New York Times journalist Ben Hubbard has been hacked twice with the spyware Pegasus from the NSO Group.
That was reported by a CitizenLab report that the hacks took place between 2018 and 2021 when the journalist was writing a book about Saudi Arabia and Saudi Crown Prince Mohammed bin Salman.
Pegasus and the case of the hacked New York Times journalist
Specifically, the attacks allegedly occurred after Hubbard published an article in the New York Times in which he revealed an attempted attack on his iPhone by an NSO Group client connected to Saudi Arabia.
CitizenLab reveals that undoubtedly the attacks on Hubbard were conducted thanks to NSO Group’s Pegasus spyware, but they also state that they are unable at this time to definitively attribute these attacks to a specific NSO Group client connected to Saudi Arabia. However, they believe the same hacker is also responsible for another attack aimed at a Saudi activist.
The problem is that NSO Group has been using zero-click iPhone exploits since 2017, and in 2019 WhatsApp announced that the group was exploiting the app’s video calling feature to conduct attacks on Android as well.
These were complex and sophisticated attacks, which allowed NSO Group to use Pegasus spyware to repeatedly attack the reporter with a kind of “targeted hacking.” Furthermore, the 2020 attack after Hubbard’s published article suggests that it was because of the publication of that piece that the hacker group targeted the journalist.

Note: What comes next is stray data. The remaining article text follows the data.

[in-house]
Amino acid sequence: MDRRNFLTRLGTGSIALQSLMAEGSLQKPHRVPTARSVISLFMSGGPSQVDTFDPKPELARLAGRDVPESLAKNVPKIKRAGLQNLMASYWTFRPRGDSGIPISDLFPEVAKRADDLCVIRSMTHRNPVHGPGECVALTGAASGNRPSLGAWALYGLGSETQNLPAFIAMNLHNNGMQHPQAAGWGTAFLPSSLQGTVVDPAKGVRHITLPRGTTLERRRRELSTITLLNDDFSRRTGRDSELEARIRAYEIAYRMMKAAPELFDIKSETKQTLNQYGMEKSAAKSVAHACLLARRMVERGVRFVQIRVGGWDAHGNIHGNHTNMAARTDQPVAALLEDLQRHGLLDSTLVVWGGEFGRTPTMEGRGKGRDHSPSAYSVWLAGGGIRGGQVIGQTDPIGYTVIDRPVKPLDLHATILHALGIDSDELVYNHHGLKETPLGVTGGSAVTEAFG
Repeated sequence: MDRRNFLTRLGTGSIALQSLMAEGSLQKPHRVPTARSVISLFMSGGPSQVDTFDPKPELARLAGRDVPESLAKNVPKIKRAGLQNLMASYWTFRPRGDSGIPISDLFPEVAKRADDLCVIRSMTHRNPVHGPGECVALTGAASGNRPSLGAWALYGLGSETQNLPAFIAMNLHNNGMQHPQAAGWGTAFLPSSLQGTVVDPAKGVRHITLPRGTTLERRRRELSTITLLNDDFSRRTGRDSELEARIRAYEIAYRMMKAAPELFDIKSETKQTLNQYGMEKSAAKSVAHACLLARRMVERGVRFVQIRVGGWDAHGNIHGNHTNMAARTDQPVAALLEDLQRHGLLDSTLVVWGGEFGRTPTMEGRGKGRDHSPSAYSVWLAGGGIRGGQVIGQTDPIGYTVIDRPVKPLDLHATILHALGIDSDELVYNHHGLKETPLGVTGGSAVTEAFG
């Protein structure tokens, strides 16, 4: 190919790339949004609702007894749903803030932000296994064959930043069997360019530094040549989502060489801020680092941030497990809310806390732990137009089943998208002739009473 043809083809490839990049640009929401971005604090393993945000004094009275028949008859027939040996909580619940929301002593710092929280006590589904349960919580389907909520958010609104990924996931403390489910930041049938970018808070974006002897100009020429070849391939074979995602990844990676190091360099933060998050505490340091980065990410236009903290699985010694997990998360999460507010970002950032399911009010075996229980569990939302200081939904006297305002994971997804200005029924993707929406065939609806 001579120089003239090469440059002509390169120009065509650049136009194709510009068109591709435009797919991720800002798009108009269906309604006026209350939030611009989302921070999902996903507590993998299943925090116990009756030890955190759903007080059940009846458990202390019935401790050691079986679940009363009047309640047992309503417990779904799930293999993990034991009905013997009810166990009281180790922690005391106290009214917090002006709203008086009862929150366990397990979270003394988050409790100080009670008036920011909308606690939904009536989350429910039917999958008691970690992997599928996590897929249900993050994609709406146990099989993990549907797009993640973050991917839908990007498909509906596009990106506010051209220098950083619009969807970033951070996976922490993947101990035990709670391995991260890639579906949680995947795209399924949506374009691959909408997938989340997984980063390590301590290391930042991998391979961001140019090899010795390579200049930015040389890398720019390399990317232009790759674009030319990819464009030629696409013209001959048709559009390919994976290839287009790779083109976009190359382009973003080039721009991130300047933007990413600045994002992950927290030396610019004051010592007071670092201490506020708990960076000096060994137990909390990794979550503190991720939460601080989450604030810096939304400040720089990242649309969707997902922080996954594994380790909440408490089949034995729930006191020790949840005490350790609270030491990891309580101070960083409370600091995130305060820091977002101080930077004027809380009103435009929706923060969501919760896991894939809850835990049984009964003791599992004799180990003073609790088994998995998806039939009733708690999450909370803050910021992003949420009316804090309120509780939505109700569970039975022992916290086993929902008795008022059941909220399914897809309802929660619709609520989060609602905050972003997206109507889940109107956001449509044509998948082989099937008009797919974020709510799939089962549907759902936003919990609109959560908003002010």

The absurd thing is that publicly NSO Group claims to be concerned about the respect of human rights, but according to CitizenLab, the company is not taking effective measures to prevent such targeted uses of its spyware in full violation of the rights and privacy of the victims.
Journalists under attack
In fact, this hack would be added to a long list of documented cases of other journalists who have been targeted or hacked using the same Pegasus spyware. That would be 36 journalists, producers, anchors, and executives from Al Jazeera, plus one journalist from Al Araby TV, whose phones were reportedly hacked using this spyware.
Amnesty International’s Security Lab added freelance journalist Sevinc Vaqifqizi of Meydan TV to this list and Siddharth Varadarajan and MK Venu, co-founders of India’s the Wire.
“The extensive and routine abuse of Pegasus spyware to hack journalists is a direct threat to press freedom worldwide, and is contributing to a growing chilling climate for investigative journalism.”
He adds that until measures are taken to rein in the spyware market, repressive governments will continue to exploit it to try to thwart independent journalism that investigates them.